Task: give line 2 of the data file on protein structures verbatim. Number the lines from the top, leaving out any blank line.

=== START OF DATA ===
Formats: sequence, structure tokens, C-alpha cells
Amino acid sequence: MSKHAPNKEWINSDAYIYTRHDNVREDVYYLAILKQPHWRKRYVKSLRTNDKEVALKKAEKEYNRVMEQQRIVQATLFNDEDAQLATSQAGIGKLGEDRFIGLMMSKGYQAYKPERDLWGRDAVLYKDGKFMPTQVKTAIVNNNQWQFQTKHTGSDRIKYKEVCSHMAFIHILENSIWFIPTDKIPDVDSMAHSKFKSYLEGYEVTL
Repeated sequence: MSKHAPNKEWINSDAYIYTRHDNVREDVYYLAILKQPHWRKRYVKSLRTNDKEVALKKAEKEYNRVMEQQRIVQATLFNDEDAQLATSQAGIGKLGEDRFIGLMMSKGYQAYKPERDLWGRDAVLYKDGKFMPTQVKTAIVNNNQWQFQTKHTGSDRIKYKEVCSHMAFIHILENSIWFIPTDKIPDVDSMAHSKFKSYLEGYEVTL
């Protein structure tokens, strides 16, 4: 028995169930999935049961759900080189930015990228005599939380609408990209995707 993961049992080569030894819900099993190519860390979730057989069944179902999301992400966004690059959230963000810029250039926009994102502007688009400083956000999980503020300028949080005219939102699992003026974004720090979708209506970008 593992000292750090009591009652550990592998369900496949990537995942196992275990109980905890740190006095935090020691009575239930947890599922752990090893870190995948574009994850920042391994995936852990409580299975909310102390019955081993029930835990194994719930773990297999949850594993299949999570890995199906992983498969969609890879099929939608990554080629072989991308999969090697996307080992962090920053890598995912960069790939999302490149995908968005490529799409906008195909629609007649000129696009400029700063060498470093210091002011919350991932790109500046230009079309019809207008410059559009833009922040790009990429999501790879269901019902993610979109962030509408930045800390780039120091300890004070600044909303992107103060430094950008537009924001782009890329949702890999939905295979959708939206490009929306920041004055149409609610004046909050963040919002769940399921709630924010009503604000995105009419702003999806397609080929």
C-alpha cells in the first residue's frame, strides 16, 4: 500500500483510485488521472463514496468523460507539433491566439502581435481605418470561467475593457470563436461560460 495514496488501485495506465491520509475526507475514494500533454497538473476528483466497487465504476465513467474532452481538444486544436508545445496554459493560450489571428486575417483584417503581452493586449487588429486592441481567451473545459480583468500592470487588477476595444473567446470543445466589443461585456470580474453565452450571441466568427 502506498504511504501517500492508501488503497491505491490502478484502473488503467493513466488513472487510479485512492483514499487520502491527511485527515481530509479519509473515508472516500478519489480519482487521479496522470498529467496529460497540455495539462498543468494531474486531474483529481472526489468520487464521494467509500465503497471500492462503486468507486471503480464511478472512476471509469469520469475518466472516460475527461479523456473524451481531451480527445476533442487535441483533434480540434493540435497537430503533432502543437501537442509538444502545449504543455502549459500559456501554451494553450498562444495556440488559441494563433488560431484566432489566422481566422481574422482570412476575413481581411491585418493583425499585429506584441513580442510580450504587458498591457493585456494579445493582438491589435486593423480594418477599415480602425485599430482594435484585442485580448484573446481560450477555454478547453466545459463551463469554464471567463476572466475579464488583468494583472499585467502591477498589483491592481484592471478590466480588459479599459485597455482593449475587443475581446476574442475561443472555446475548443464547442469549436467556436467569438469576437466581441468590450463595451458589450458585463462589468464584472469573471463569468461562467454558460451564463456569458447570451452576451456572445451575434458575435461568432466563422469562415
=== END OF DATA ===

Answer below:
Amino acid sequence: MSKHAPNKEWINSDAYIYTRHDNVREDVYYLAILKQPHWRKRYVKSLRTNDKEVALKKAEKEYNRVMEQQRIVQATLFNDEDAQLATSQAGIGKLGEDRFIGLMMSKGYQAYKPERDLWGRDAVLYKDGKFMPTQVKTAIVNNNQWQFQTKHTGSDRIKYKEVCSHMAFIHILENSIWFIPTDKIPDVDSMAHSKFKSYLEGYEVTL